Everything about the Anomalocaris’ body looks to be pretty normal for an early relative of the arthropod, but things go incredibly wrong when you get to its head. The flat body gives way to a set of creepy-looking, 7-inch or roughly 18-centimeter long prongs, appendages that resemble the tail of a shrimp. With these limbs, the Anomalocaris would hold its prey in place while its squared set of sharpened teeth would chomp away. At its longest, the odd-looking anomalocaridid averaged around 3-feet or about 1-meter long, but specimens from China, found in early to mid-Cambrian rock, were found to have reached twice that length.
The concept of creepy crawly fleas is enough to make your skin itch, but imagine living some 65 to 140 million years ago, when our tiny nuisance, now about .1 inch or 3 millimeters in size, was upwards of almost 1-inch or 25 millimeters long. While that may not sound large in the grand scheme, consider an infestation of fleas longer than a quarter’s diameter, feeding off of your personal blood supply. Living during the Cretaceous Period, these giant fleas, which were discovered via fossils found in China in 2012, feasted on dinosaurs and though they share similarities to the modern flea, they lacked the springing jump ability and were equipped with an armored, jagged protrusion for feeding rather than a smooth-edged jaw.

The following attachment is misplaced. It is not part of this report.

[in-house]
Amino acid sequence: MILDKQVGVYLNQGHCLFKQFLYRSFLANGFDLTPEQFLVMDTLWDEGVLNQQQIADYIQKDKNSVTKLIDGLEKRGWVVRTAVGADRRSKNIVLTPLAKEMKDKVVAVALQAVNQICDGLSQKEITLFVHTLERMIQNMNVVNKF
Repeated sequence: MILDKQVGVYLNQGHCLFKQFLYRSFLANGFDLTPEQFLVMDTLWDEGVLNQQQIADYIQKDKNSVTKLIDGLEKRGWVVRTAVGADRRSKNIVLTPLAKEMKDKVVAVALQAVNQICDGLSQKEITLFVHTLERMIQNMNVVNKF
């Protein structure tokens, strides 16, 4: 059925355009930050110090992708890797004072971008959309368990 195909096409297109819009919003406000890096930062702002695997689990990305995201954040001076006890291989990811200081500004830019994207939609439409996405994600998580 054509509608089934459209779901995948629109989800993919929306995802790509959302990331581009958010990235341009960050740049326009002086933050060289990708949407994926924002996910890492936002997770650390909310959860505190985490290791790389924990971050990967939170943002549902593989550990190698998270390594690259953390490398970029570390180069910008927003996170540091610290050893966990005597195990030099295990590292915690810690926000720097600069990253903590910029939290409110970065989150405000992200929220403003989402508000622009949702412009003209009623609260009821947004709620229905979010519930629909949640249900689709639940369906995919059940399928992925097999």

During the early Ordovician era, the sea was filled with strange looking beasts. Among them was the Aegirocassis, an anomalocarid arthropod that sported a very distinct look and could grow up to 6 1/2 feet or roughly 2 meters. Its most standout feature makes up what would be its lower jaw and is a series of spines connected by a thin mesh that served as a filter for smaller organisms. The Aegirocassis was not an active predator, though its size and unusual appearance would likely be jarring at first sight.
Like drifting pebbles in the sea, the Arandaspis Prionotolepis are slightly unappealing to the eyes. This early to mid-Ordovician sea critter, which grew to about 6-inches or roughly 15-centimeters, was mostly featureless, with tiny eyes, nostrils, a jawless mouth, and gills peering creepily out from under a pair of hard plates. A lack of fins and flattened tail gave the appearance of a common tadpole, but the eyes and mouth make it look very alien. What Arandaspis fed on is unknown, though its downward-turned mouth suggests it was a bottom feeder.
We once dubbed elephants among the cutest, yet most dangerous animals. We may be looking to retroactively remove it based on its prehistoric ancestor, the Platybelodon. During the Miocene Epoch, the lands of Asia were once inhabited by this strange looking Proboscidea. What warrants a spot on this list of creepy-looking prehistoric beasts, you ask? There’s just something about its odd-shaped mouth that we don’t like. The shovel-like shape, the two flattened modified incisors protruding from the lower jaw… it’s weird, very uncanny, and more than what we’re comfortable with.